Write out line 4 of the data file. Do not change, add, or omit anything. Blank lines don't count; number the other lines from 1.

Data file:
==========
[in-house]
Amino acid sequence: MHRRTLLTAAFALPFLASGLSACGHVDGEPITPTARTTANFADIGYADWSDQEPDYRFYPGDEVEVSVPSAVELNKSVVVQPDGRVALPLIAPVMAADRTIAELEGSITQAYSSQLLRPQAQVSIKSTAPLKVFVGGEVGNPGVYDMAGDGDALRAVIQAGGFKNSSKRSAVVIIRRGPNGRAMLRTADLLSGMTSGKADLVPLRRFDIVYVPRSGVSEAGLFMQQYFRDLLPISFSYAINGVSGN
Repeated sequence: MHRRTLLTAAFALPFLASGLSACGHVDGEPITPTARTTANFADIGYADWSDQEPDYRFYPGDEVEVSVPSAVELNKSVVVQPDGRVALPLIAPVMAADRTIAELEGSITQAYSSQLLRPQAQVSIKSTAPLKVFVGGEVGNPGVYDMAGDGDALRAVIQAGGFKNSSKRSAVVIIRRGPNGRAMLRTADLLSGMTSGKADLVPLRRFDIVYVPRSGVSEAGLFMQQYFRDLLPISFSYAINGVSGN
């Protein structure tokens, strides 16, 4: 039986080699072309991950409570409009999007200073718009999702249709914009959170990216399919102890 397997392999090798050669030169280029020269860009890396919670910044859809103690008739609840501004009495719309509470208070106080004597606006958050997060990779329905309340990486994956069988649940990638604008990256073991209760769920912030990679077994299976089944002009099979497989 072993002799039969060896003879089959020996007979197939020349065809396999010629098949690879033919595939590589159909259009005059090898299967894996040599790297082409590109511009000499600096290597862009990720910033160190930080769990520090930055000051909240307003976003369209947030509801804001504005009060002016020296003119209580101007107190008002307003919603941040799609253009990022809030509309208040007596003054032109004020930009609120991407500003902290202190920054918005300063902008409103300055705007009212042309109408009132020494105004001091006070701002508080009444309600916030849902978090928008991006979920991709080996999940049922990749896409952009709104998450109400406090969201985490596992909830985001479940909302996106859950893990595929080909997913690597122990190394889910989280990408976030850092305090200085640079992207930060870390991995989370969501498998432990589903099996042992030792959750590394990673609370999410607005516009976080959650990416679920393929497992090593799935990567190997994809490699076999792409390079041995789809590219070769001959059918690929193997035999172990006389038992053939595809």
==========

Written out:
């Protein structure tokens, strides 16, 4: 039986080699072309991950409570409009999007200073718009999702249709914009959170990216399919102890 397997392999090798050669030169280029020269860009890396919670910044859809103690008739609840501004009495719309509470208070106080004597606006958050997060990779329905309340990486994956069988649940990638604008990256073991209760769920912030990679077994299976089944002009099979497989 072993002799039969060896003879089959020996007979197939020349065809396999010629098949690879033919595939590589159909259009005059090898299967894996040599790297082409590109511009000499600096290597862009990720910033160190930080769990520090930055000051909240307003976003369209947030509801804001504005009060002016020296003119209580101007107190008002307003919603941040799609253009990022809030509309208040007596003054032109004020930009609120991407500003902290202190920054918005300063902008409103300055705007009212042309109408009132020494105004001091006070701002508080009444309600916030849902978090928008991006979920991709080996999940049922990749896409952009709104998450109400406090969201985490596992909830985001479940909302996106859950893990595929080909997913690597122990190394889910989280990408976030850092305090200085640079992207930060870390991995989370969501498998432990589903099996042992030792959750590394990673609370999410607005516009976080959650990416679920393929497992090593799935990567190997994809490699076999792409390079041995789809590219070769001959059918690929193997035999172990006389038992053939595809």